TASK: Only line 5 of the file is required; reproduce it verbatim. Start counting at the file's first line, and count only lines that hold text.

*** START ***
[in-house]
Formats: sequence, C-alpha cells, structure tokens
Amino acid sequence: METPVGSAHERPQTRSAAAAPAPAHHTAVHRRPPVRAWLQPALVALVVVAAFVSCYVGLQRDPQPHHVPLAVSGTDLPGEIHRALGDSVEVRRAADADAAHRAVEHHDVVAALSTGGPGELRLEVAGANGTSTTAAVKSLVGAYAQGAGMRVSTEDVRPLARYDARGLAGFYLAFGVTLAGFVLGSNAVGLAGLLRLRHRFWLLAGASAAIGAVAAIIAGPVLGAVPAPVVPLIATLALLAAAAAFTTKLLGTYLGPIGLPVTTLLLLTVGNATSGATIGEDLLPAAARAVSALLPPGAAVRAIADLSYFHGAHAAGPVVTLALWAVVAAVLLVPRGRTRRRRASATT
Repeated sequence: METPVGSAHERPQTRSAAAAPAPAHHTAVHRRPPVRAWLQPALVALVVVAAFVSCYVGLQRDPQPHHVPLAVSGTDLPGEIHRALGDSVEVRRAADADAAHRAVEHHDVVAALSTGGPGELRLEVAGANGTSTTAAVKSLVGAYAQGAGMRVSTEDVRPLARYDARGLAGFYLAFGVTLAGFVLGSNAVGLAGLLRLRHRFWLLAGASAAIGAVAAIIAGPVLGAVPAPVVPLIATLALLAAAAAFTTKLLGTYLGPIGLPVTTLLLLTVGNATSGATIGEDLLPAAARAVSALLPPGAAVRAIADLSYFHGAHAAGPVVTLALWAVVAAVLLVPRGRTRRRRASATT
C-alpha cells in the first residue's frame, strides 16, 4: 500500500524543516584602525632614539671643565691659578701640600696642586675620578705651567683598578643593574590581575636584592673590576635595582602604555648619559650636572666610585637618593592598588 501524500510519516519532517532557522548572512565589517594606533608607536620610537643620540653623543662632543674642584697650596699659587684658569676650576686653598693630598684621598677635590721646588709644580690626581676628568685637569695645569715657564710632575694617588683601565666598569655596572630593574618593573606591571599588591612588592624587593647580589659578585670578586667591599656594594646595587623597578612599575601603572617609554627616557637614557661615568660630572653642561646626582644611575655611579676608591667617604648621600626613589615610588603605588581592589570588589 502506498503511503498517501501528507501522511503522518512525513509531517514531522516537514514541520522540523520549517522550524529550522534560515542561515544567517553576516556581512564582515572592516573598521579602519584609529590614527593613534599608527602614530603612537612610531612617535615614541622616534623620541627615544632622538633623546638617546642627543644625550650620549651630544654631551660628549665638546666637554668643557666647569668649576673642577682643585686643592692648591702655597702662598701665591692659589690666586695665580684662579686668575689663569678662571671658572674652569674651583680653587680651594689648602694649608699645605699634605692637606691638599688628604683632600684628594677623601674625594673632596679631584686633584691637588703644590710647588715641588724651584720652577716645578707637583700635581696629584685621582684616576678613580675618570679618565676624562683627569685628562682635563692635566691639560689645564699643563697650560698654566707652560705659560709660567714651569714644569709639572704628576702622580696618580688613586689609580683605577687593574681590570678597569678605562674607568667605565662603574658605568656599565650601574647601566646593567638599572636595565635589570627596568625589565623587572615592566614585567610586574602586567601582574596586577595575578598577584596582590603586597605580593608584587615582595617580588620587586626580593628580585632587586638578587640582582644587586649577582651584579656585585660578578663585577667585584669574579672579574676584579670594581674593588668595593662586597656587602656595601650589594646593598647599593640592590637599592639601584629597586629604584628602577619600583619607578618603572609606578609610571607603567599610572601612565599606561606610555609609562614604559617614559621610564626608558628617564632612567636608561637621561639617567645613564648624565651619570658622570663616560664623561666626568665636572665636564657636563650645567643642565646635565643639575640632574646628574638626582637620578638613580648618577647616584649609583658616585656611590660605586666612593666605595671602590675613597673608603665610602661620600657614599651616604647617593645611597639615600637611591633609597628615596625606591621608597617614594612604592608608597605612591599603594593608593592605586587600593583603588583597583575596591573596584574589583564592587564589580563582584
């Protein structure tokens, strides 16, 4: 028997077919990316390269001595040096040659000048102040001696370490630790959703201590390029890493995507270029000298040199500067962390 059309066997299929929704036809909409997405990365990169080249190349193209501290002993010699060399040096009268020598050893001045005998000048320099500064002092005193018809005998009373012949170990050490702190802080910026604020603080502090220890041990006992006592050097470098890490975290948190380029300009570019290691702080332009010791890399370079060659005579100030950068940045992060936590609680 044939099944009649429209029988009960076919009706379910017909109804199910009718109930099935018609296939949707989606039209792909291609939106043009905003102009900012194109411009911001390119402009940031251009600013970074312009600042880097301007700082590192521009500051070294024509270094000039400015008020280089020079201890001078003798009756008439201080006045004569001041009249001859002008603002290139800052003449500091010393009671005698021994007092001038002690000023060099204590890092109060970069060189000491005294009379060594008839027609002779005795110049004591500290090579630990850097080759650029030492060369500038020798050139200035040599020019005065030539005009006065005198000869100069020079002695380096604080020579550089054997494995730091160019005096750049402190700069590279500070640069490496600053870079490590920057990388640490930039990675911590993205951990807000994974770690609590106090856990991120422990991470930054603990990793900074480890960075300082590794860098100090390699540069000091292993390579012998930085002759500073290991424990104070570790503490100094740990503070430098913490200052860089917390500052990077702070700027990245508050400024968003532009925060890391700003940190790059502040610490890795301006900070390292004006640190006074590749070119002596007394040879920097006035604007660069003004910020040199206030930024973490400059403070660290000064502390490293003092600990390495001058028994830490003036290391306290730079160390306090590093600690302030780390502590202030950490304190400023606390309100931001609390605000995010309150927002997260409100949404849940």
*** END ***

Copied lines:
C-alpha cells in the first residue's frame, strides 16, 4: 500500500524543516584602525632614539671643565691659578701640600696642586675620578705651567683598578643593574590581575636584592673590576635595582602604555648619559650636572666610585637618593592598588 501524500510519516519532517532557522548572512565589517594606533608607536620610537643620540653623543662632543674642584697650596699659587684658569676650576686653598693630598684621598677635590721646588709644580690626581676628568685637569695645569715657564710632575694617588683601565666598569655596572630593574618593573606591571599588591612588592624587593647580589659578585670578586667591599656594594646595587623597578612599575601603572617609554627616557637614557661615568660630572653642561646626582644611575655611579676608591667617604648621600626613589615610588603605588581592589570588589 502506498503511503498517501501528507501522511503522518512525513509531517514531522516537514514541520522540523520549517522550524529550522534560515542561515544567517553576516556581512564582515572592516573598521579602519584609529590614527593613534599608527602614530603612537612610531612617535615614541622616534623620541627615544632622538633623546638617546642627543644625550650620549651630544654631551660628549665638546666637554668643557666647569668649576673642577682643585686643592692648591702655597702662598701665591692659589690666586695665580684662579686668575689663569678662571671658572674652569674651583680653587680651594689648602694649608699645605699634605692637606691638599688628604683632600684628594677623601674625594673632596679631584686633584691637588703644590710647588715641588724651584720652577716645578707637583700635581696629584685621582684616576678613580675618570679618565676624562683627569685628562682635563692635566691639560689645564699643563697650560698654566707652560705659560709660567714651569714644569709639572704628576702622580696618580688613586689609580683605577687593574681590570678597569678605562674607568667605565662603574658605568656599565650601574647601566646593567638599572636595565635589570627596568625589565623587572615592566614585567610586574602586567601582574596586577595575578598577584596582590603586597605580593608584587615582595617580588620587586626580593628580585632587586638578587640582582644587586649577582651584579656585585660578578663585577667585584669574579672579574676584579670594581674593588668595593662586597656587602656595601650589594646593598647599593640592590637599592639601584629597586629604584628602577619600583619607578618603572609606578609610571607603567599610572601612565599606561606610555609609562614604559617614559621610564626608558628617564632612567636608561637621561639617567645613564648624565651619570658622570663616560664623561666626568665636572665636564657636563650645567643642565646635565643639575640632574646628574638626582637620578638613580648618577647616584649609583658616585656611590660605586666612593666605595671602590675613597673608603665610602661620600657614599651616604647617593645611597639615600637611591633609597628615596625606591621608597617614594612604592608608597605612591599603594593608593592605586587600593583603588583597583575596591573596584574589583564592587564589580563582584